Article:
“Despite massive investments of management time and money, innovation remains a frustrating pursuit in many companies. Innovation initiatives frequently fail, and successful innovators have a hard time sustaining their performance—as Polaroid, Nokia, Sun Microsystems, Yahoo, Hewlett-Packard, and countless others have found. Why is it so hard to build and maintain the capacity to innovate? The reasons go much deeper than the commonly cited cause: a failure to execute. The problem with innovation improvement efforts is rooted in the lack of an innovation strategy. …

Without an innovation strategy, innovation improvement efforts can easily become a grab bag of much-touted best practices: dividing R&D into decentralized autonomous teams, spawning internal entrepreneurial ventures, setting up corporate venture-capital arms, pursuing external alliances, embracing open innovation and crowdsourcing, collaborating with customers, and implementing rapid prototyping…. The problem is that an organization’s capacity for innovation stems from an innovation system: a coherent set of interdependent processes and structures that dictates how the company searches for novel problems and solutions, synthesizes ideas into a business concept and product designs, and selects which projects get funded.”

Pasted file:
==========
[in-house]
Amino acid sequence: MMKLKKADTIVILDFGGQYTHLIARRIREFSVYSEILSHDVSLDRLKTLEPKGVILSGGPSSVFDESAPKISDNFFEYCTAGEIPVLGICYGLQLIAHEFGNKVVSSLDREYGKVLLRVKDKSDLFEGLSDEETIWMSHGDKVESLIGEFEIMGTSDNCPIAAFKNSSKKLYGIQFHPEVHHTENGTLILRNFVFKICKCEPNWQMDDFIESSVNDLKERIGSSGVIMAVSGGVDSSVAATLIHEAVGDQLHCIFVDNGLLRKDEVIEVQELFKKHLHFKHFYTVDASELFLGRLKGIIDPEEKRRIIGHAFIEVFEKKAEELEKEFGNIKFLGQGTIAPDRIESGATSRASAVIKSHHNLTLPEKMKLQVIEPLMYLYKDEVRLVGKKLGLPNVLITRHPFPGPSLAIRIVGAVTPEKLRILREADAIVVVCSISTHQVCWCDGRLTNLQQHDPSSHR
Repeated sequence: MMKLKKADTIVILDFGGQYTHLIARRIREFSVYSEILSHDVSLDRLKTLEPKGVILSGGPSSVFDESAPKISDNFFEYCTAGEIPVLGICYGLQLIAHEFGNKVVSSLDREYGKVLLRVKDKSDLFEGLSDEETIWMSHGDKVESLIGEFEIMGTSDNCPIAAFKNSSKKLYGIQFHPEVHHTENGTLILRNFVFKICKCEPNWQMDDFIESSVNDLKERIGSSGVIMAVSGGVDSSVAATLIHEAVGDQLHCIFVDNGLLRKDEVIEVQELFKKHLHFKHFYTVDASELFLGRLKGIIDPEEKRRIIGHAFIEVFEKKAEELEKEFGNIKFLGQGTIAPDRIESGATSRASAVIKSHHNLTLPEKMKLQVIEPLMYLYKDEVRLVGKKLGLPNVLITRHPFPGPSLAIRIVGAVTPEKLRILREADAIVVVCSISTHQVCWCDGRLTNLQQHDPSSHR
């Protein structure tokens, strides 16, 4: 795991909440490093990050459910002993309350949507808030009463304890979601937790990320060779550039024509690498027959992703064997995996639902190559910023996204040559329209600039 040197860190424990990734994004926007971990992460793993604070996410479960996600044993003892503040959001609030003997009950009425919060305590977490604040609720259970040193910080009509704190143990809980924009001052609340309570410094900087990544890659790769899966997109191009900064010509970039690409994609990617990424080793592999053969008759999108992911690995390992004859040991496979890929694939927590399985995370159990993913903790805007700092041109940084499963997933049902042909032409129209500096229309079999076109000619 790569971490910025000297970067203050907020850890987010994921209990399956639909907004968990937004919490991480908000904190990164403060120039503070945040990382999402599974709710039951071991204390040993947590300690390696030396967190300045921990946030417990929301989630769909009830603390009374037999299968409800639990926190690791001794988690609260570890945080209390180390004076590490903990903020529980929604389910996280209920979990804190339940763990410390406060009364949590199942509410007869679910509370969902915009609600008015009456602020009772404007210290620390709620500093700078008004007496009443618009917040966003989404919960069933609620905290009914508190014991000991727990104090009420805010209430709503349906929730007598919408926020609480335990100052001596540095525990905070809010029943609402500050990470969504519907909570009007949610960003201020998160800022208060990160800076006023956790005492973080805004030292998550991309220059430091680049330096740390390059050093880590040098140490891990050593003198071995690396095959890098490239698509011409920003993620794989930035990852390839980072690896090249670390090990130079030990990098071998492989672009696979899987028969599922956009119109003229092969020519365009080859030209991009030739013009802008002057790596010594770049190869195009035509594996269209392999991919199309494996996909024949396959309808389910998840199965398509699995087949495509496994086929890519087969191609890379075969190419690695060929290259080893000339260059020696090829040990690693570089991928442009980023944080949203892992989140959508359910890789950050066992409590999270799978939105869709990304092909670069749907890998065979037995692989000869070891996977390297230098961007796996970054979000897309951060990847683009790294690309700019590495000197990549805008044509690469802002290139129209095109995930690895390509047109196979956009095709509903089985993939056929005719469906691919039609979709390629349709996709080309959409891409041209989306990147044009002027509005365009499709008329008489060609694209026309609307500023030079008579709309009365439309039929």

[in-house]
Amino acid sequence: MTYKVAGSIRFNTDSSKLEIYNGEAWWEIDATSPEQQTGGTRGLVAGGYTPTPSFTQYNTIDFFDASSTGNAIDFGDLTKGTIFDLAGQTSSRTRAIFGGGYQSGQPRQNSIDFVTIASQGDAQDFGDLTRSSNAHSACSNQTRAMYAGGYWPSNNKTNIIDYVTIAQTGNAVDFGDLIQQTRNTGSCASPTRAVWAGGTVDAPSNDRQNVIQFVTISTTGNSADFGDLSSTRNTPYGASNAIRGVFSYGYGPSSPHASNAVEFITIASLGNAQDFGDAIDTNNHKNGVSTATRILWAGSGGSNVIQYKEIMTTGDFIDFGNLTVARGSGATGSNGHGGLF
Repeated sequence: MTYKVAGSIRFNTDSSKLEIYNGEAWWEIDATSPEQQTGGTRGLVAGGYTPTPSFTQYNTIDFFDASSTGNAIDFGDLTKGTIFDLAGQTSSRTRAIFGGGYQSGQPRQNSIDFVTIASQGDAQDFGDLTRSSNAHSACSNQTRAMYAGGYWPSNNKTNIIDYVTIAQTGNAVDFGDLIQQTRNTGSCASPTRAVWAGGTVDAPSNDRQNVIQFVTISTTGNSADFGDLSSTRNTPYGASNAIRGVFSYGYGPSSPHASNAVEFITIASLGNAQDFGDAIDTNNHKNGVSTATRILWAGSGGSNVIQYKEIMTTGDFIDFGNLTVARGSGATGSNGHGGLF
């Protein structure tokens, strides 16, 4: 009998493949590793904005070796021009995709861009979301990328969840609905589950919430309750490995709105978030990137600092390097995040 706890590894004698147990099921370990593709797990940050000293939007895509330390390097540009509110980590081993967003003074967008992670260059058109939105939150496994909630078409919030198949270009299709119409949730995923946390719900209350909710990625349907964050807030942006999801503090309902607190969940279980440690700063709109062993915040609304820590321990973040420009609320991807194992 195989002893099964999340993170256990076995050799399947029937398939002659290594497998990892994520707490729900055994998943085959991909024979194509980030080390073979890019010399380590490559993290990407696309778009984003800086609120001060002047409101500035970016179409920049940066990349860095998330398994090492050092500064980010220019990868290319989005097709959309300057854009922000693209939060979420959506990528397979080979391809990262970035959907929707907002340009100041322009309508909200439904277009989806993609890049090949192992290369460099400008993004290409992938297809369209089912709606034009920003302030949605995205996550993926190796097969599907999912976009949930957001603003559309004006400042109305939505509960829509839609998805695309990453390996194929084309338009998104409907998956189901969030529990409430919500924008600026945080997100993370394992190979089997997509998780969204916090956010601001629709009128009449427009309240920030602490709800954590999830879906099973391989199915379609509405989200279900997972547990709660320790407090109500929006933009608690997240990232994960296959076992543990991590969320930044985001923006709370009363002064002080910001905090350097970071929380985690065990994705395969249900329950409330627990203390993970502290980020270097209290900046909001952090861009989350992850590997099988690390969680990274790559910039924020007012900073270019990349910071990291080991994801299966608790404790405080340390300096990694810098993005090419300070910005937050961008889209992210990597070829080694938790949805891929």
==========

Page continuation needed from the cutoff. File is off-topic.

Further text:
To read the full article, click here

Horizon 2020: CEN and CENELEC offer advice on how to link research and innovation projects with relevant standardization activities

Brussels, 13 December 2013 – The European Standardization Committees CEN and CENELEC are actively looking for opportunities to establish links between European research and innovation projects and relevant standardization activities.

GIBS Information Centre / GIBSIC‘s insight:

research and innovation EU  – In the first wave of calls under Horizon 2020, the European Commission focuses on 12 priority areas: Personalising health and care, Sustainable food security, Blue growth, Digital security, Smart cities and communities, Low-carbon energy, Energy efficiency, Mobility, Waste, Water, ‘Overcoming the crisis’ and Disaster-resilience. CEN and CENELEC are currently working on standardization topics that are relevant to all of these areas.